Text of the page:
Growing up in Milwaukee, I always wondered how surface parking lots existed downtown, which were better suited for more intense development. I was even more shocked upon visiting Minneapolis. Minneapolis has significant amount of land devoted to parking. Just take a look at this aerial of downtown.
This sea of surface parking, especially on the east end of downtown, has been blamed for destroying the character and potential of what should be the densest area in the city. Conventional property taxes encourage this pattern of (non) development, as buildings are taxed at the same rate as land; instead of building structures which would be taxed, land owners can sit on unimproved land with the revenue earned from parking. As all of the lots are privately owned, the city has limited options in encouraging development: zoning, TIFs, subsidizing development, eminent domain, and taxes.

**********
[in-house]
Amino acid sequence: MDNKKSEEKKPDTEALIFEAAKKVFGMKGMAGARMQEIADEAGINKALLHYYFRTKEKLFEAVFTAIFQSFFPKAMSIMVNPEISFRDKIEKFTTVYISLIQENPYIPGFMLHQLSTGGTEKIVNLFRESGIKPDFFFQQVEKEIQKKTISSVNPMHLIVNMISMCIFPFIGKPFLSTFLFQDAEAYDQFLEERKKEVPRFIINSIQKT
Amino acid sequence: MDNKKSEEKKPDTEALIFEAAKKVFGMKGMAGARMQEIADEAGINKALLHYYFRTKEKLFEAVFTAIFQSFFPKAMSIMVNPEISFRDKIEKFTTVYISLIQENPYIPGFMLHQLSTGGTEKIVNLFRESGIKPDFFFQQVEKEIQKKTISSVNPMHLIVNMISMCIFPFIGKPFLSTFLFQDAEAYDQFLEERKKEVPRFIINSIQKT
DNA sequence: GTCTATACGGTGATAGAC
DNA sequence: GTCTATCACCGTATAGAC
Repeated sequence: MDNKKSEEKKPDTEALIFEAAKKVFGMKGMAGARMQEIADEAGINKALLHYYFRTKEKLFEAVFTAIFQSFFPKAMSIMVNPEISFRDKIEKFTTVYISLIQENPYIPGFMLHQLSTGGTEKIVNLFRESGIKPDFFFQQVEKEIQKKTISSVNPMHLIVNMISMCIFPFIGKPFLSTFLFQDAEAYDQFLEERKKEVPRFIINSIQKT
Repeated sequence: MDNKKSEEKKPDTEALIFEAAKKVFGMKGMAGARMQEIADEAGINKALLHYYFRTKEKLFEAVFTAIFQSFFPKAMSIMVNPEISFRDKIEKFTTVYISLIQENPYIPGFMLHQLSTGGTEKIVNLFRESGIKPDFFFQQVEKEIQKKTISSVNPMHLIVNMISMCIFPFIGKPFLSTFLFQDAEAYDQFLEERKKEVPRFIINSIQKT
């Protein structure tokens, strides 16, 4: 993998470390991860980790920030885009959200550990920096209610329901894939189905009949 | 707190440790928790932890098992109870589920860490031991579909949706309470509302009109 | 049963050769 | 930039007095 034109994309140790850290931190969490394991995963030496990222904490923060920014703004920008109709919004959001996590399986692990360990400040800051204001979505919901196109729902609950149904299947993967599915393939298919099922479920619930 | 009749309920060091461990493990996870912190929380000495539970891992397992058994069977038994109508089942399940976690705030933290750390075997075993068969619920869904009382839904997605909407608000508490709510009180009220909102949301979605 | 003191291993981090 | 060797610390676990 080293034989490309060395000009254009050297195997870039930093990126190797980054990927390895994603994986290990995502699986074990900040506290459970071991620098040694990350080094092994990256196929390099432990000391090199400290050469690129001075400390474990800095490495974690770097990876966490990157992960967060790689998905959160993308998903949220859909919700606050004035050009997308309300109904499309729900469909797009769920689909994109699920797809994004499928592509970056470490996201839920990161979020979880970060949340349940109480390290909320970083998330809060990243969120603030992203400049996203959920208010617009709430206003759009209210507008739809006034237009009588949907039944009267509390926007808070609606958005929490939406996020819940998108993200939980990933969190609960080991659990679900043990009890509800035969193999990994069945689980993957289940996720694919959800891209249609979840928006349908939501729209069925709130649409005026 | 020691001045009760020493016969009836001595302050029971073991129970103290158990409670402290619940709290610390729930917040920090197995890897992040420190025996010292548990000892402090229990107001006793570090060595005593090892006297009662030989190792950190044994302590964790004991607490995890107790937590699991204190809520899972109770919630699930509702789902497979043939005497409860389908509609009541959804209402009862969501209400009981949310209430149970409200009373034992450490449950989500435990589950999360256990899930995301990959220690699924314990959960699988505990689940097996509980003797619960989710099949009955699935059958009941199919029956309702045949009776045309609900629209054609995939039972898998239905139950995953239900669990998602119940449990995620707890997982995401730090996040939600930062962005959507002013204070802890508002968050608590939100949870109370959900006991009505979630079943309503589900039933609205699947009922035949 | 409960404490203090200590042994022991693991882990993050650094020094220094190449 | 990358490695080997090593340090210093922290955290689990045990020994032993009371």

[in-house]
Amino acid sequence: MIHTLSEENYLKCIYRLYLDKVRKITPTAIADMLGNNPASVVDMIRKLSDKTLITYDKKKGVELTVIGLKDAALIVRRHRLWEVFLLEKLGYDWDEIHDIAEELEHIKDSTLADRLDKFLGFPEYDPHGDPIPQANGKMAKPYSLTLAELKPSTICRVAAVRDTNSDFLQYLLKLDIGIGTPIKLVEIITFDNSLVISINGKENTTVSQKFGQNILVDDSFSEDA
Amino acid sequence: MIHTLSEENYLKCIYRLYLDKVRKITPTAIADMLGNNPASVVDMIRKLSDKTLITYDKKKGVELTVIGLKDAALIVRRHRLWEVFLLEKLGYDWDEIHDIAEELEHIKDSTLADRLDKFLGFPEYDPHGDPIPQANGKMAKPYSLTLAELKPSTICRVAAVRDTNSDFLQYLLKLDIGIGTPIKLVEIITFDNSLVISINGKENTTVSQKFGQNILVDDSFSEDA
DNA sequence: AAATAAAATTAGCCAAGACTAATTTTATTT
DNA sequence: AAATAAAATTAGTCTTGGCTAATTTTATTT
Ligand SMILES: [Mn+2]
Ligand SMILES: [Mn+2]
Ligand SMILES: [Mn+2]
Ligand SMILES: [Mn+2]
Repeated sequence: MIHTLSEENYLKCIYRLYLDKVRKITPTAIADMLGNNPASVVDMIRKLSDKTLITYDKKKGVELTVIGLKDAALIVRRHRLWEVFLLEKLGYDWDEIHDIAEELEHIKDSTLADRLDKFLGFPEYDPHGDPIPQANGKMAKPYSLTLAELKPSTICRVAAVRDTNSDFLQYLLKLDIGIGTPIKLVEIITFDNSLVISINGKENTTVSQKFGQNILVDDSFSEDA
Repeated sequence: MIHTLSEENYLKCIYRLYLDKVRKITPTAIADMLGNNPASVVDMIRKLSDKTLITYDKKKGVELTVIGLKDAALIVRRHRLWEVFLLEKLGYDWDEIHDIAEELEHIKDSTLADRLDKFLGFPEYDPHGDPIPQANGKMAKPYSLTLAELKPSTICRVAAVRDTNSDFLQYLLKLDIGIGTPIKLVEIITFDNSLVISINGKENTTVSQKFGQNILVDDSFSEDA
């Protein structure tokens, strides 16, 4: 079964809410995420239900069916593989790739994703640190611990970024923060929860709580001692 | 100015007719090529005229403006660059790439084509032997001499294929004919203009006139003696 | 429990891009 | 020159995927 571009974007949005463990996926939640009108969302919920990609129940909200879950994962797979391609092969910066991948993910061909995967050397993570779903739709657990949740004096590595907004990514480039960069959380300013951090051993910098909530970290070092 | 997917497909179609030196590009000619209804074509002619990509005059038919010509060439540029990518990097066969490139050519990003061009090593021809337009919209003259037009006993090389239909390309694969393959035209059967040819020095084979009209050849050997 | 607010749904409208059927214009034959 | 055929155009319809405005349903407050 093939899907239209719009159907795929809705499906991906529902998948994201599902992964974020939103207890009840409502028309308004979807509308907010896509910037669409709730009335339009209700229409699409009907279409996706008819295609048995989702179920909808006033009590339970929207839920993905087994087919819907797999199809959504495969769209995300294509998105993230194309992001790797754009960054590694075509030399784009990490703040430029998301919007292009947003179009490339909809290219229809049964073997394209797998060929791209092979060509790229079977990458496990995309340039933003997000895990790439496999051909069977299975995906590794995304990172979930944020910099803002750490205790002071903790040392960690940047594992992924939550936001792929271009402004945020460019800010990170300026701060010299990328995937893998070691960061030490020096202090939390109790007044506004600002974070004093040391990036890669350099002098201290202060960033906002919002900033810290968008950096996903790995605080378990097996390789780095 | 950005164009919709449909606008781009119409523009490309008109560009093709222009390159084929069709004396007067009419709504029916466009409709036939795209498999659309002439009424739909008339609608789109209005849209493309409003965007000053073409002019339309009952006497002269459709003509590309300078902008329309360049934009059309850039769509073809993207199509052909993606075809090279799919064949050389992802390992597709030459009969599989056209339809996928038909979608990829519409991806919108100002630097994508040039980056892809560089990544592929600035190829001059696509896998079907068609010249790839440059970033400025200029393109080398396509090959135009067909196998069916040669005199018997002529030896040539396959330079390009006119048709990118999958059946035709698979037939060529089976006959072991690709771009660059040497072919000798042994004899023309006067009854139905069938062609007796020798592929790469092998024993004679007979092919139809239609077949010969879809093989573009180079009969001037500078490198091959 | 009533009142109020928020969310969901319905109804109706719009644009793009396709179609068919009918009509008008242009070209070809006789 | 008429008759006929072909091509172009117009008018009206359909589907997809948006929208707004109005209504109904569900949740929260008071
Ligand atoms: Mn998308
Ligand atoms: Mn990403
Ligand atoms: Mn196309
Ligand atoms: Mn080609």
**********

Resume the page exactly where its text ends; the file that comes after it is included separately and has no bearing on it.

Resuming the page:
After considering the options, the city has begun to look into developing a two-rate tax system; this could help to encourage more productive and efficient lands uses, while at the same time discouraging over-speculation that creates real-estate bubbles, as proposed here by Rick and Will Rybeck. Essentially, land would be taxed at its development potential so that land owners at less than maximum productivity would be taxed at a higher rate.
A case study of the property taxes paid by three adjacent land owners in downtown Minneapolis proves the point: a surface parking lot pays $1.57 per square foot of land, a parking ramp pays $3.70, and the Minneapolis Grain Exchange building pays $65.34 per square foot.
There are many roadblocks to developing this system and changing from the conventional tax structure; however, we must realize that many of our old systems no longer fit the urban reality and redesign them to address the changes in technology and economy. While the two-rate tax system is not a new idea (it was used in Pittsburgh from 1914 until 2000 with success), it may be a huge step in the right direction to encouraging productive land uses and denser development in downtown areas currently swimming in parking.